Ellie’s throat tightened with a surge of gratitude. She clutched the coins tightly, blinking against the sudden sting of tears. “Thank you. You didn’t have to do this.”

Tobias’s smile widened. “That’s what friends are for, right?” With a nod he turned to head back down the road.

Ellie watched him go for a moment before slipping the silver pieces into her pants pocket and continue on her way.

Tobias’s kind gesture had caught her off guard, a bright spot amidst the lingering shame over her actions. While the coins were a generous gift, she knew they wouldn’t be enough to purchase the rare Elixiron needed to heal Grandpa Joe. But the thought warmed her heart, nonetheless.

Soon Ellie reached the familiar faded fence surrounding the Green family homestead. She swung open the creaking gate and walked up to the small cottage. Mrs. Green stood on the porch with a watering can tending to new sprouts in the hanging baskets. She glanced up at Ellie’s approach, shading her eyes against the morning sun with one calloused hand. “Well, if it isn’t Miss Harper herself. Tyler mentioned you might be stopping by. Best go on inside and find him.”

“Yes, ma’am.”

The moment she stepped inside the cozy cottage, a chorus of high-pitched shrieks and giggles assaulted her ears. Tyler’s younger siblings, twin terrors Caleb and Cora, came barreling around the corner in a whirlwind of tousled hair and bare feet.

“Ellie! Ellie!” Cora squealed, her pigtails bouncing as she flung herself at Ellie’s legs. Caleb was hot on her heels, wrapping his arms around Ellie’s knees with a mischievous grin.

“Hey, you two!” Ellie laughed, ruffling Caleb’s unruly mop of hair. “Where are you off to in such a hurry?”

“We’re playing dragons!” Cora said. “I’m the good dragon protecting the village!”

Caleb puffed out his chest. “And I’m the scary dragon who breathes fire!”

A deep, rumbling growl rolled through the room, causing the twins to shriek with delight. Mr. Green emerged from the kitchen, his broad shoulders stooped as he lumbered toward them on all fours. With a roar, he snatched Cora, eliciting a fresh peal of giggles.

“Dad! You’re supposed to be the brave knight!” Caleb protested with a huff.

Mr. Green greeted Ellie as he put Cora back on her feet. “My apologies, young dragon slayers. Where is Sir Tyler to aid me in this quest?”

“I’m here, I’m here.” Tyler’s said, entering the room. “What did I miss?”

Ellie felt her face warm at the sight of him, her earlier worries melting away.

“You’re just in time,” Mr. Green said, straightening with an exaggerated groan. “These foul beasts were about to overtake the village!”

Tyler rolled his eyes good-naturedly. “You two terrors better not be giving Ellie any trouble,” he said, crossing the room to stand at her side.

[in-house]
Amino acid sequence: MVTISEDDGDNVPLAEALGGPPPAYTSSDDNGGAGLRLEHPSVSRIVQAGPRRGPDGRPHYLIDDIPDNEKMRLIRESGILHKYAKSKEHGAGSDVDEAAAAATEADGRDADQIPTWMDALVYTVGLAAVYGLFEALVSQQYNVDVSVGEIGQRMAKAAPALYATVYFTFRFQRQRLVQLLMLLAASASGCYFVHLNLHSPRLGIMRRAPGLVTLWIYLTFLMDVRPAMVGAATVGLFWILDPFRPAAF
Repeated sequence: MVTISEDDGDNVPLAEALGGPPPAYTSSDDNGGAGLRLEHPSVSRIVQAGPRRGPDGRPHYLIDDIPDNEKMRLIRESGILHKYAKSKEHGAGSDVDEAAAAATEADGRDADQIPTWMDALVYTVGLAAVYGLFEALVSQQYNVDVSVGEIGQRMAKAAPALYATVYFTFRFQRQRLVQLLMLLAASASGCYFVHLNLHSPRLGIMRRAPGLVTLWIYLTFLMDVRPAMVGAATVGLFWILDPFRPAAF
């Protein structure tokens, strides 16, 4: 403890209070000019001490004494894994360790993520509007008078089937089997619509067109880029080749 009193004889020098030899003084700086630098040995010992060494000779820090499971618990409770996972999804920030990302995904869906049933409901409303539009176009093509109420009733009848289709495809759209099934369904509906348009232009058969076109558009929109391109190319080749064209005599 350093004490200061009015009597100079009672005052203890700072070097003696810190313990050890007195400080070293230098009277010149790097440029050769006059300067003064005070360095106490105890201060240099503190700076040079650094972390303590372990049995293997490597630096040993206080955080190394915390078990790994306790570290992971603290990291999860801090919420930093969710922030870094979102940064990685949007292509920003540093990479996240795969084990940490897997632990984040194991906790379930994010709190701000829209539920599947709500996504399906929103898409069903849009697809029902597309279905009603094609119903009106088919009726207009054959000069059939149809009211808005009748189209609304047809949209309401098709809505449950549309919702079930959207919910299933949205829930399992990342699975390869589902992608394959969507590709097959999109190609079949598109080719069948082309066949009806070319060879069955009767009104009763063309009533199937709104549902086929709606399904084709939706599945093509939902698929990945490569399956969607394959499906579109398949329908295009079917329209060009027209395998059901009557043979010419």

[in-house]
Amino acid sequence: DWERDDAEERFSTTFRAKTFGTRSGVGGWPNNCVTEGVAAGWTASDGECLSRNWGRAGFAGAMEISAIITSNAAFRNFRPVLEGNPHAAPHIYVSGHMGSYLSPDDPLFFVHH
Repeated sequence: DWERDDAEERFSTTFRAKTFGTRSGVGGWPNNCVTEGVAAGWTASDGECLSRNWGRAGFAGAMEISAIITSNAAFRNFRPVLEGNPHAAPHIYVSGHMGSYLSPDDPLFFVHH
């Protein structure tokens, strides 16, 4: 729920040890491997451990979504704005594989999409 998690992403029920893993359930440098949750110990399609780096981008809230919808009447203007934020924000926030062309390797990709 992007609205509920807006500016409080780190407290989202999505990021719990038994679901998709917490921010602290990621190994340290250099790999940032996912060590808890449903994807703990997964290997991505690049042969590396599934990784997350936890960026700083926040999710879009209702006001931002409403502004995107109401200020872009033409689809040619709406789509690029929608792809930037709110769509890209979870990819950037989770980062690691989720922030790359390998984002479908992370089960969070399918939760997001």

“We’re not!” Cora said, already scampering off after her brother.

Mrs. Green’s muffled voice drifted in from outside. “Don’t be chasing those two all around the place, Liam! I need you to finish turning the compost pile!”

With a hearty chuckle, Mr. Green cast one last look at Tyler and Ellie. “Duty calls,” he said before walking outside.

An expectant silence fell over the pair.

“You, uh . . . you want to take this outside?” he asked at last, jerking his thumb toward the door.

“Lead the way.”

She followed Tyler out into the small yard, the warm spring breeze instantly enveloping them. Ellie’s gaze swept over the neatly tended garden plots and the ramshackle shed overflowing with gardening tools.

Despite its modest size, the Green family homestead had always felt more alive than most. She supposed that’s what happened when you crammed several people and a menagerie of well-loved pets under one roof.

“So . . .” Tyler began, his hands shoved into his pockets. “Let’s walk to Eldengrove, I’ve got some news to tell you.”

Ellie could tell by the somber expression on Tyler’s face that the news he had to share was not good. They made their way across the quiet village street. “What is it?”

Tyler didn’t respond until they reached the grassy expanse of Eldengrove. The meadow stretched out before them, a tapestry woven with emerald blades and wildflowers in every warm hue imaginable. Nearby, ancient willows trailed their leafy tendrils in the soft zephyrs, dappling the ground with ever-shifting patterns of light and shadow.

Tyler came to an abrupt halt. “I was drafted into the Oceanriders.”

Ellie suddenly felt chilled. The Oceanriders—that was the name the Shorelings used for their navy. “Drafted? But . . . why? I don’t know of any battles going on.”

Tyler’s gaze dropped to the ground, his expression pained. “There’s a war brewing out in the Dragonspine Reaches. The Oceanriders are calling up every able-bodied recruit to supplement their ranks before shipping out.”

The Dragonspine Reaches—a vast, uncharted chain of islands rumored to be the ancestral home of dragonkin itself—the Drakken Lords. But they lay half a world away across the churning expanse of the Undertow Sea, past Lake Dragontide. Ellie’s head swam at the thought of Tyler being sent to fight in such a distant, perilous place.

“But you’re not old enough. It has to be a mistake. Can’t you get out of it?”

Tyler shook his head, his jaw set in a tight line. “Doesn’t matter anyway, I want to fight. They say the Dragonkin Marauders have raised a fell banner, signaling their savage, destructive intentions as they unite the tribes under one dreadful symbol before marching to war against the Oceanriders island outposts one by one, eventually making their way here to Crystal Shores.” He lifted his gaze to meet hers. “The tides of war wait for no one.”

“This can’t be happening. When do you leave?”

“I ship out with the next moon’s high tide.”

Ellie’s hand trembled as she brought it to her forehead. “That’s tomorrow.”


Thornveil Pieces
Please Login in order to comment!